It was supposed to be over, the fight for net neutrality. Net neutrality is the idea that web users should have equal access to all internet content, without paid fast lanes for some websites, throttled speeds for others. And that idea triumphed when the Federal Communications Commission declared that the internet could be regulated like a public utility and subsequently issued its controversial Open Internet rules.
But the net neutrality fight is back. On Sunday, President Trump appointed Ajit Pai as chairman of the FCC. Pai, as an FCC commissioner, was a leading opponent of net neutrality and a rollback could be on the horizon. Here's some background, from the FindLaw archives, on why the net neutrality debate matters and what legal professionals need to know about it.
Pai's appointment has put the future of the FCC's Open Internet rules into question. Just last month, Pai reiterated his opposition to treating internet service providers as "common carriers" under the Communications Act -- a designation necessary for their regulation -- and promised to take a "weed whacker" to existing rules.
The FCC's common carrier vote, the one Pai so strongly opposed, came in 2015 and allowed the commission to begin to create rules preventing discrimination in the content ISPs carried. Here's how the vote went down, and why it matters still.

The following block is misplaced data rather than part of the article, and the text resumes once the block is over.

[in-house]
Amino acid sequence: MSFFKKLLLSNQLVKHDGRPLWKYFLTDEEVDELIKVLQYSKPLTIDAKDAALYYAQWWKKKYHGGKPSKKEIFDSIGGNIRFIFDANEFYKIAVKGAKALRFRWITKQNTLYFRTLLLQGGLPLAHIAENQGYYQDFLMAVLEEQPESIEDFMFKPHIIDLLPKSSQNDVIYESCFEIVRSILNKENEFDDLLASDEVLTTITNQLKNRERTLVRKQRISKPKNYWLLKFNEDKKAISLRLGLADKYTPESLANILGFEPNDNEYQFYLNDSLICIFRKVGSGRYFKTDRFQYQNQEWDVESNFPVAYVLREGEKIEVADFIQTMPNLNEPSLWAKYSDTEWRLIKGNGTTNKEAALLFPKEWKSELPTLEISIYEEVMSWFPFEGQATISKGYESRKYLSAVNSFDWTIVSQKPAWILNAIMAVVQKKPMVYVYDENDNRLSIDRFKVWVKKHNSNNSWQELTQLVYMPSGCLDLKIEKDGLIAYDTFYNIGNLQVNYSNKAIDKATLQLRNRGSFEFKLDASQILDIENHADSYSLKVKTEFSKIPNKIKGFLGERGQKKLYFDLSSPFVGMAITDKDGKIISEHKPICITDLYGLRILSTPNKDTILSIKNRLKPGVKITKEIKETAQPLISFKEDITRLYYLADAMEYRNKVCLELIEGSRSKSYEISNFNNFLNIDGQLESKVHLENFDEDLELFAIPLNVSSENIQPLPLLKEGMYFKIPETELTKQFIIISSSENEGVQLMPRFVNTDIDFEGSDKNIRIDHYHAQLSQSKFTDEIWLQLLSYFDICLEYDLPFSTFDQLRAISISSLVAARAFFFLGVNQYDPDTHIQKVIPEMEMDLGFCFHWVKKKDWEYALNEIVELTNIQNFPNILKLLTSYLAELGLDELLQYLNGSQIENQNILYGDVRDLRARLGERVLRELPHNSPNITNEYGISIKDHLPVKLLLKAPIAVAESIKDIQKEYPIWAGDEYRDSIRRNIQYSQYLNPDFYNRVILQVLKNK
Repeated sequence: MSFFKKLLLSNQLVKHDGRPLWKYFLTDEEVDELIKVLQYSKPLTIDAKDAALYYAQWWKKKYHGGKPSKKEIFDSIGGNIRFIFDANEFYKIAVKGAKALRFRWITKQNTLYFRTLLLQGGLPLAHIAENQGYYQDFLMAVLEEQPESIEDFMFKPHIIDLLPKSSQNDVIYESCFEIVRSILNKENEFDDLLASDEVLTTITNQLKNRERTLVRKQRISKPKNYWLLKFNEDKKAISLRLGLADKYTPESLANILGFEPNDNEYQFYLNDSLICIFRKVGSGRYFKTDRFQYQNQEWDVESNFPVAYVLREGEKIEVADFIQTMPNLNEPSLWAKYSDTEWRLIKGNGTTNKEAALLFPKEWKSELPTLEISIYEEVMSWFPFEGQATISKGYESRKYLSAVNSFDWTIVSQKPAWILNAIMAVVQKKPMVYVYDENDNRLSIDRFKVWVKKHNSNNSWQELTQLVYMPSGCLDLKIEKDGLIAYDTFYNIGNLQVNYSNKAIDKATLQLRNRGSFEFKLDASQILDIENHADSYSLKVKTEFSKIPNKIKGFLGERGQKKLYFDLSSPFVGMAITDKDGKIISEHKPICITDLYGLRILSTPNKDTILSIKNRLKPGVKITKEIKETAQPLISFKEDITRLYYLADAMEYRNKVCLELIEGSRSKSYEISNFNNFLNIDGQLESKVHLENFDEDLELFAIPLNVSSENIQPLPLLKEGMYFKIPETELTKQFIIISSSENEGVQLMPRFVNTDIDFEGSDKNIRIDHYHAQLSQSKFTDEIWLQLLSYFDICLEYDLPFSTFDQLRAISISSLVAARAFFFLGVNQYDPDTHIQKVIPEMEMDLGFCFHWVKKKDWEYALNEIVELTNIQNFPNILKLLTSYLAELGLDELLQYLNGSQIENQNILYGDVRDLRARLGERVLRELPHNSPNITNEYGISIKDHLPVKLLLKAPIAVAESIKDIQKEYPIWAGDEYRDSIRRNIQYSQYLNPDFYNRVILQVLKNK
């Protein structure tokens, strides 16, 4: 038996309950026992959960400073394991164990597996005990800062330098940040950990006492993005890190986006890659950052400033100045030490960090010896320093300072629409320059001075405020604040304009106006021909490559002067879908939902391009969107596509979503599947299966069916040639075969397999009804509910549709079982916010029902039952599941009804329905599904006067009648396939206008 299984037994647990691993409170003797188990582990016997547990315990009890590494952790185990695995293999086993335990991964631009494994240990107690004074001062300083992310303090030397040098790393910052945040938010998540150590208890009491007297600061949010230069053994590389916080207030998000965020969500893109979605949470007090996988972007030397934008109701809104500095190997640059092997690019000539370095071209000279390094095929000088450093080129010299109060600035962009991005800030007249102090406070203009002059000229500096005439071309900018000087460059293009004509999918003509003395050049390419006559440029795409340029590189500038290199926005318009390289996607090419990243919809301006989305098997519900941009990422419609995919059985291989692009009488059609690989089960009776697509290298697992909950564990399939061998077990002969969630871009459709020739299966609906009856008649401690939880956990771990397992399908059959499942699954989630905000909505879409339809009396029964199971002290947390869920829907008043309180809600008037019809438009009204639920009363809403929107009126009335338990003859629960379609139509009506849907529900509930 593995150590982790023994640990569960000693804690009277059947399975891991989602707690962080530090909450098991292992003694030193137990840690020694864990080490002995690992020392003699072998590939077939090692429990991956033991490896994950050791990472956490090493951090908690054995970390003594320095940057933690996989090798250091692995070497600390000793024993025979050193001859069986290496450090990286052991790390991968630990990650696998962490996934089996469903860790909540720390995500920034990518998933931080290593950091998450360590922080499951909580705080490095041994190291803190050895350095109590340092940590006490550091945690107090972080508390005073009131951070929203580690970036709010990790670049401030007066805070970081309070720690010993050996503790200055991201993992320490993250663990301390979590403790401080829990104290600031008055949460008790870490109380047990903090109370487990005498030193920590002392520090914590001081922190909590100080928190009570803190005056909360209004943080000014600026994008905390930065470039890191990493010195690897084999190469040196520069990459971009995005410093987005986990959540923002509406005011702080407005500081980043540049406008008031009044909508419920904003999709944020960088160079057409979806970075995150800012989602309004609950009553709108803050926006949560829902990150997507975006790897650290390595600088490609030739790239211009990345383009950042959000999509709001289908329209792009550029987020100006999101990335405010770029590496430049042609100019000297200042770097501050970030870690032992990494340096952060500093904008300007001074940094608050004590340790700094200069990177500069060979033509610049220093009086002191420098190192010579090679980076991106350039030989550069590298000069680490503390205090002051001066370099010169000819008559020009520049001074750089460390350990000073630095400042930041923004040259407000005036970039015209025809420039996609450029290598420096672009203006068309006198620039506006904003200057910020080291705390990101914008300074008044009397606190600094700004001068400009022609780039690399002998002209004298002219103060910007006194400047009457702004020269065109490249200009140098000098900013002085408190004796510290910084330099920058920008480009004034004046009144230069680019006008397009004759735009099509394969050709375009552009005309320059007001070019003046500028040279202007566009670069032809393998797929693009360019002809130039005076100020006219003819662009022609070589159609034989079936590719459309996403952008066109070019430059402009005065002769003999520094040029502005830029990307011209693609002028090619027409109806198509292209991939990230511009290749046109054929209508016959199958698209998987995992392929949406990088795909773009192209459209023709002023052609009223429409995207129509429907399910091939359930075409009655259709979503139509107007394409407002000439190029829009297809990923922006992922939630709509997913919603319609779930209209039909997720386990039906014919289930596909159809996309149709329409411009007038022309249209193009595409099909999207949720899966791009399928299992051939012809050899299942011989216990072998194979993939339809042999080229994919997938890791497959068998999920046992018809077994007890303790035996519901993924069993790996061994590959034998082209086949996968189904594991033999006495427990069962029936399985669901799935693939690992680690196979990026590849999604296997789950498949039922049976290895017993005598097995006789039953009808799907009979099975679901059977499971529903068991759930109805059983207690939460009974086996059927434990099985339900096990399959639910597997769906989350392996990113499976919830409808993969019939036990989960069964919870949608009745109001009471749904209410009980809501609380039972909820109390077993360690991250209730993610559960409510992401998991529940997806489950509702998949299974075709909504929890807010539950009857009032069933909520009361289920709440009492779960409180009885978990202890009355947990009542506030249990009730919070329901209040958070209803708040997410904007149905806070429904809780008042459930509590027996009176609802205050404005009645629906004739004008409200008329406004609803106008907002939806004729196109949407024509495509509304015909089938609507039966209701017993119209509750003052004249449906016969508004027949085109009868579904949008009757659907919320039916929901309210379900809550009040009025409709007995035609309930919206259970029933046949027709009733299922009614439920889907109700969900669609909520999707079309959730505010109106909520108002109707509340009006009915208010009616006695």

The FCC's Open Internet rules kicked in during the summer of 2015, focusing on three anti-neutrality practices: blocking, throttling, and prioritization. Here's what those rules mean for internet service providers, internet users, and internet litigators.
Net neutrality might not have become a household word, albeit a nerdy one, without Internet Slowdown Day and related events. This anti-holiday was part of a "Battle for the Net," a fight over the internet's future, and one of the first time tech interests really started flexing their political muscles.
Net neutrality isn't the only fight to keep the internet open. There's a side battle raging over municipal broadband -- that is, lightning-fast internet that is actually a local utility. And that battle generated some significant legal fights, including this dustup over legislation written by the American Legislative Exchange Council.
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